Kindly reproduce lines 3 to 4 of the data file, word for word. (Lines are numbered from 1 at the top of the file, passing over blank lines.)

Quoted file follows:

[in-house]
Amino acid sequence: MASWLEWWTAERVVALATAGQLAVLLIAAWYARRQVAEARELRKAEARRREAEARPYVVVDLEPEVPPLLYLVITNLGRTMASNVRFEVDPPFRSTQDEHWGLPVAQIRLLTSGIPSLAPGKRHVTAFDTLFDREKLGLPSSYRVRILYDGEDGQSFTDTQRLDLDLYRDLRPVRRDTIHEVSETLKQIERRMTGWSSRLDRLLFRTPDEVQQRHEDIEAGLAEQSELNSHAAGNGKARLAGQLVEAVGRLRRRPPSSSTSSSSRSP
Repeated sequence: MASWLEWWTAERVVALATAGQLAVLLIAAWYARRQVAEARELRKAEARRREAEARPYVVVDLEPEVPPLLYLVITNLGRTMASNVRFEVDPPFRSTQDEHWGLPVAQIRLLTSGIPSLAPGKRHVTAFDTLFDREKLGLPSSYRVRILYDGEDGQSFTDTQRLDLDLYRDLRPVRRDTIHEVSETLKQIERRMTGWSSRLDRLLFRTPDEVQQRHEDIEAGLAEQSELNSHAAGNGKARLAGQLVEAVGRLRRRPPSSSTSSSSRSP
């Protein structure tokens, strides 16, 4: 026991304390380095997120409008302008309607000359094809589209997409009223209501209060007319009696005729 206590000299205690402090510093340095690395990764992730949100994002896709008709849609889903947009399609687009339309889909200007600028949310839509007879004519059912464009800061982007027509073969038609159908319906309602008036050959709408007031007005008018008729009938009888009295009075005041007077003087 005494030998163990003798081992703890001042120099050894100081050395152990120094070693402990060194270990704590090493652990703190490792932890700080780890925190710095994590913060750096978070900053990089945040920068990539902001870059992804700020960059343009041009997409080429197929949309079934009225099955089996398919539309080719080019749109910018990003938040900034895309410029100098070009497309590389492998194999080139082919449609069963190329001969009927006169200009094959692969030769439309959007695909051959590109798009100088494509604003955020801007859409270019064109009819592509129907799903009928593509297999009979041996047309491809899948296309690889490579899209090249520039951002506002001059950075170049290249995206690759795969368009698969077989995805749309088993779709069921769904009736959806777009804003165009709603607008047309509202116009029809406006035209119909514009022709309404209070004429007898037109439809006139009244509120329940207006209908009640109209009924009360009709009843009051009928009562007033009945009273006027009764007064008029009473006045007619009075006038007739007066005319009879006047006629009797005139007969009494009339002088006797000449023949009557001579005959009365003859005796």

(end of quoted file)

Repeated sequence: MASWLEWWTAERVVALATAGQLAVLLIAAWYARRQVAEARELRKAEARRREAEARPYVVVDLEPEVPPLLYLVITNLGRTMASNVRFEVDPPFRSTQDEHWGLPVAQIRLLTSGIPSLAPGKRHVTAFDTLFDREKLGLPSSYRVRILYDGEDGQSFTDTQRLDLDLYRDLRPVRRDTIHEVSETLKQIERRMTGWSSRLDRLLFRTPDEVQQRHEDIEAGLAEQSELNSHAAGNGKARLAGQLVEAVGRLRRRPPSSSTSSSSRSP
């Protein structure tokens, strides 16, 4: 026991304390380095997120409008302008309607000359094809589209997409009223209501209060007319009696005729 206590000299205690402090510093340095690395990764992730949100994002896709008709849609889903947009399609687009339309889909200007600028949310839509007879004519059912464009800061982007027509073969038609159908319906309602008036050959709408007031007005008018008729009938009888009295009075005041007077003087 005494030998163990003798081992703890001042120099050894100081050395152990120094070693402990060194270990704590090493652990703190490792932890700080780890925190710095994590913060750096978070900053990089945040920068990539902001870059992804700020960059343009041009997409080429197929949309079934009225099955089996398919539309080719080019749109910018990003938040900034895309410029100098070009497309590389492998194999080139082919449609069963190329001969009927006169200009094959692969030769439309959007695909051959590109798009100088494509604003955020801007859409270019064109009819592509129907799903009928593509297999009979041996047309491809899948296309690889490579899209090249520039951002506002001059950075170049290249995206690759795969368009698969077989995805749309088993779709069921769904009736959806777009804003165009709603607008047309509202116009029809406006035209119909514009022709309404209070004429007898037109439809006139009244509120329940207006209908009640109209009924009360009709009843009051009928009562007033009945009273006027009764007064008029009473006045007619009075006038007739007066005319009879006047006629009797005139007969009494009339002088006797000449023949009557001579005959009365003859005796």